This paper is organized as follows: At first, the concept of the IR-sensor construction kit is presented. The following section deals with the modeling and design of the reflective components and the subsystem of the sample set-up. Section four is about the constructive realization of the construction kit’s elements and the realization of the sample set-up of the optical subsystem as well as about optical measurements of the beam path. The paper is closed with the conclusions.

2.

CONCEPT OF THE IR-SENSOR CONSTRUCTION KIT

The concept of the construction kit to be applied as teaching aid is based on the usage of different functional components which have to be freely arrangeable on a base plate to offer the functionality of a tunable NDIR (see Fig 2).

Figure 2.

Concept of the base plate and the arrangement of the individual components.

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A prerequisite of the concept of the construction kit is the modularity of the different components which can be classified into five groups [5]:

  • Sources,

  • reflectors,

  • detectors,

  • modular gas feed, and

  • reconfigurable analysis cell.

The concept provides an exchangeability of the components source and detector, and the appropriate reflectors. Combined with the reconfigurable analysis cell this concept allows to build up an IR-gas sensor tailored to measuring a particular gas with its specific absorption band with a predefined sensitivity. The reconfigurability of the analysis cell enables in combination with appropriate reflectors the tuning of the path length of the beam in the medium to be detected.

Optical modules

To ensure the modularity of the optical components specific mounting structures were designed in a way to enable an assembly with different components of their group to form an optical module. Fig. 3 shows the models of the optical modules for the component groups sources, detectors, and reflectors. All components have to be shiftable in the plane of the base plate. Since the optical plane is defined by the position of the vertex of the reflector the mounting structure of the source as well as that of the detector have to be adjustable in their height. The starting direction of the beam is defined by the source module, so only the mounting structures of the reflector and the detector module have to be rotatable about the axis perpendicular to the base plate.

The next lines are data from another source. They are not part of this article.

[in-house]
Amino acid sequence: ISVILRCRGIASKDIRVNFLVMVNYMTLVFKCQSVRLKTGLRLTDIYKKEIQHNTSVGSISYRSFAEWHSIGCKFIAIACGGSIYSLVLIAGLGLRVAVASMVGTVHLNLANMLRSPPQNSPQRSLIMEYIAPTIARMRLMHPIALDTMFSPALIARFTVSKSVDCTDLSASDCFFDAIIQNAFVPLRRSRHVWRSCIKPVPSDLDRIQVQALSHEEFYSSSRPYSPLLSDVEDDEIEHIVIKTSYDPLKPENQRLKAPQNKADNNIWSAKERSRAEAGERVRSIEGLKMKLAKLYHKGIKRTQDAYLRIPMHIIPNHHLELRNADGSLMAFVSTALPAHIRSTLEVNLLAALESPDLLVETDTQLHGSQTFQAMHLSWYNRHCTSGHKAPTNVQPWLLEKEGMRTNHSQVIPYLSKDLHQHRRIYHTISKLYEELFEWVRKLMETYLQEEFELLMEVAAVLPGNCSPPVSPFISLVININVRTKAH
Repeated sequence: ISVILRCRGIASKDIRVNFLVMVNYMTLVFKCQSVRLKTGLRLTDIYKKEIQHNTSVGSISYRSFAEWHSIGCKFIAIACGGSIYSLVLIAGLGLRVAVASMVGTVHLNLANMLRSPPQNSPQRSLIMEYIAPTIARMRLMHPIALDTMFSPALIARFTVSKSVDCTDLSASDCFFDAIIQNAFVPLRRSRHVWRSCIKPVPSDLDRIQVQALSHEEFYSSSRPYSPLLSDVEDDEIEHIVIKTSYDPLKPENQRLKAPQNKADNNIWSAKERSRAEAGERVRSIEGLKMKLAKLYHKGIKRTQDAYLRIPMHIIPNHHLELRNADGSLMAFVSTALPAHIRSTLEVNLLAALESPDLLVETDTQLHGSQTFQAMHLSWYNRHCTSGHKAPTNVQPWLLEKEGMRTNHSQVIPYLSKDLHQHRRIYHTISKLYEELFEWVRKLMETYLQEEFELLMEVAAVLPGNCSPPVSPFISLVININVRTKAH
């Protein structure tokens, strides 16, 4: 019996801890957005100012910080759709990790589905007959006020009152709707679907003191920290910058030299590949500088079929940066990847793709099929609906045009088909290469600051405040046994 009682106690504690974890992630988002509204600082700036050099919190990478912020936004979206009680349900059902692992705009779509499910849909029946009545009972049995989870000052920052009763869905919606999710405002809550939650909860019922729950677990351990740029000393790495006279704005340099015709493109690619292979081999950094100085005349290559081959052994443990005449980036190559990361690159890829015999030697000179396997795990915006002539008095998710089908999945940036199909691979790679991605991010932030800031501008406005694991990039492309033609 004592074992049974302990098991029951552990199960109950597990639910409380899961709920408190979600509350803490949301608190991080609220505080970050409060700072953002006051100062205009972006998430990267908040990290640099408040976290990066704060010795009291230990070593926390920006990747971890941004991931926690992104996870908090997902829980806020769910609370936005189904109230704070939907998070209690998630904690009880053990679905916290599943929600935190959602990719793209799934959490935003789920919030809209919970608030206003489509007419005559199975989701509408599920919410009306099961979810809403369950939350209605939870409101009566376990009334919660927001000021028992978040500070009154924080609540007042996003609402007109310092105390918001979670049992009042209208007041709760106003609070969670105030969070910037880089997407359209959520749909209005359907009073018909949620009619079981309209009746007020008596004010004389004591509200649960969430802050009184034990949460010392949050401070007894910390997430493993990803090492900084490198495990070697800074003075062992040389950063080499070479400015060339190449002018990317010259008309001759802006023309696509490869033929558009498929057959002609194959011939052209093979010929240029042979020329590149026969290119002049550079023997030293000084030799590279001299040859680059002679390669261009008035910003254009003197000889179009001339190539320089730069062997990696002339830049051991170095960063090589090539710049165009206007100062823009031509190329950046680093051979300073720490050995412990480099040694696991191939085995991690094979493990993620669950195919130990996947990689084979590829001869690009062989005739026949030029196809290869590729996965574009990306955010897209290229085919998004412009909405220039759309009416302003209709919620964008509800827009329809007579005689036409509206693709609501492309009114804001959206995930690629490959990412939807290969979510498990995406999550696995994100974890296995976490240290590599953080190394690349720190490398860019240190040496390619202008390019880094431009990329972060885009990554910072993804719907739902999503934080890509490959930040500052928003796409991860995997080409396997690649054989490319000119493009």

Figure 3.

Models of the optical modules of the component groups sources, detectors, and reflectors (from left to right).

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In the sample set-up realization of the reflection coating was carried out by means of an adhesive aluminum coated foil with a measured reflectivity of 86.4% in the wavelength range around 4.2μm. This approach limits the reflector shape to 2.5D. The spatial beam forming of the irradiance has to be carried out by two of the 2.5D reflectors: one of which is responsible for the beam forming perpendicular to the base plate, the other for beam forming in the plane of the base plate.

3.

MODELING AND DESIGN OF AN OPTICAL SAMPLE SET-UP

The optical sample set-up to be modeled and designed consists of modules of the three groups sources, detectors, and reflectors. Neither the analysis cell nor the gas feed will be considered in this design. The optical concept followed in designing the sample set-up provides four mirrors: two mirrors for beam collimation of the source irradiance and two mirrors for beam focusing on the detector (see Fig. 4). To be able to easily tune the path length of the beam path the source and its two collimating mirrors as well as the detector together with its focusing mirrors will be arranged to form an independently moveable unit (see Fig. 4).

Figure 4.

Schematic of the design of the optical subsystem using two 2.5D-shaped mirrors for beam collimation and beam focusing, respectively.